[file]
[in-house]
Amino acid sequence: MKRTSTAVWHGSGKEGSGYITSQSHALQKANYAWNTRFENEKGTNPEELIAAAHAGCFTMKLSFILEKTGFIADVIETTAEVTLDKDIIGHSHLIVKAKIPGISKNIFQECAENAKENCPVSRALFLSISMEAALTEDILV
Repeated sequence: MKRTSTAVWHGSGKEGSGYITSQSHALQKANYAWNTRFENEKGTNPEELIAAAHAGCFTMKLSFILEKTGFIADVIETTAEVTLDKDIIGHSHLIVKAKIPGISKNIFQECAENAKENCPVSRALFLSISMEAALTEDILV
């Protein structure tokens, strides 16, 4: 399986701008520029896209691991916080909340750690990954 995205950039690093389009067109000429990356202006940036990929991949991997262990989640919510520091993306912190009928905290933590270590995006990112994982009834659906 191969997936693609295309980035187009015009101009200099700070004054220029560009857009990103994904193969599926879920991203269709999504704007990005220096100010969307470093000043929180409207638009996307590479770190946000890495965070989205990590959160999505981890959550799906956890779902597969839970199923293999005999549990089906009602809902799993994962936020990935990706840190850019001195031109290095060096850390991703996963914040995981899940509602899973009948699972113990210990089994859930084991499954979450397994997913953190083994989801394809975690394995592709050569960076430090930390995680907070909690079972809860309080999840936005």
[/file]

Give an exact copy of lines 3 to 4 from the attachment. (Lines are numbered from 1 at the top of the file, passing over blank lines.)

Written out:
Repeated sequence: MKRTSTAVWHGSGKEGSGYITSQSHALQKANYAWNTRFENEKGTNPEELIAAAHAGCFTMKLSFILEKTGFIADVIETTAEVTLDKDIIGHSHLIVKAKIPGISKNIFQECAENAKENCPVSRALFLSISMEAALTEDILV
């Protein structure tokens, strides 16, 4: 399986701008520029896209691991916080909340750690990954 995205950039690093389009067109000429990356202006940036990929991949991997262990989640919510520091993306912190009928905290933590270590995006990112994982009834659906 191969997936693609295309980035187009015009101009200099700070004054220029560009857009990103994904193969599926879920991203269709999504704007990005220096100010969307470093000043929180409207638009996307590479770190946000890495965070989205990590959160999505981890959550799906956890779902597969839970199923293999005999549990089906009602809902799993994962936020990935990706840190850019001195031109290095060096850390991703996963914040995981899940509602899973009948699972113990210990089994859930084991499954979450397994997913953190083994989801394809975690394995592709050569960076430090930390995680907070909690079972809860309080999840936005």